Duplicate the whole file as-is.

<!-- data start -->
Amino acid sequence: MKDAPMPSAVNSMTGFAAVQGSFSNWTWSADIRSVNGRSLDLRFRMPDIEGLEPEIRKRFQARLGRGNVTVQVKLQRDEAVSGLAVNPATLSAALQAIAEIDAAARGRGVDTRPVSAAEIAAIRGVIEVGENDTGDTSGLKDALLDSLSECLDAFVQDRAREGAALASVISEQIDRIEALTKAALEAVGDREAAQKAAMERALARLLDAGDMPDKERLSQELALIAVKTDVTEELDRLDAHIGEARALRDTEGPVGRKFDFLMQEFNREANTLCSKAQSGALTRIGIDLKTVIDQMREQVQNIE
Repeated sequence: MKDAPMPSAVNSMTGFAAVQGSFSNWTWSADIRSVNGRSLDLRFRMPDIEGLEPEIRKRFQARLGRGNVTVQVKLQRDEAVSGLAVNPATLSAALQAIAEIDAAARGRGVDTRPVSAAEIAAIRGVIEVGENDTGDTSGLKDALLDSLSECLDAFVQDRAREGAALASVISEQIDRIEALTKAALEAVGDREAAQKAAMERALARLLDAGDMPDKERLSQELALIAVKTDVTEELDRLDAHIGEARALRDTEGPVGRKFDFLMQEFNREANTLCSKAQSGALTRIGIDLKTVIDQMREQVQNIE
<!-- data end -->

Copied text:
Amino acid sequence: MKDAPMPSAVNSMTGFAAVQGSFSNWTWSADIRSVNGRSLDLRFRMPDIEGLEPEIRKRFQARLGRGNVTVQVKLQRDEAVSGLAVNPATLSAALQAIAEIDAAARGRGVDTRPVSAAEIAAIRGVIEVGENDTGDTSGLKDALLDSLSECLDAFVQDRAREGAALASVISEQIDRIEALTKAALEAVGDREAAQKAAMERALARLLDAGDMPDKERLSQELALIAVKTDVTEELDRLDAHIGEARALRDTEGPVGRKFDFLMQEFNREANTLCSKAQSGALTRIGIDLKTVIDQMREQVQNIE
Repeated sequence: MKDAPMPSAVNSMTGFAAVQGSFSNWTWSADIRSVNGRSLDLRFRMPDIEGLEPEIRKRFQARLGRGNVTVQVKLQRDEAVSGLAVNPATLSAALQAIAEIDAAARGRGVDTRPVSAAEIAAIRGVIEVGENDTGDTSGLKDALLDSLSECLDAFVQDRAREGAALASVISEQIDRIEALTKAALEAVGDREAAQKAAMERALARLLDAGDMPDKERLSQELALIAVKTDVTEELDRLDAHIGEARALRDTEGPVGRKFDFLMQEFNREANTLCSKAQSGALTRIGIDLKTVIDQMREQVQNIE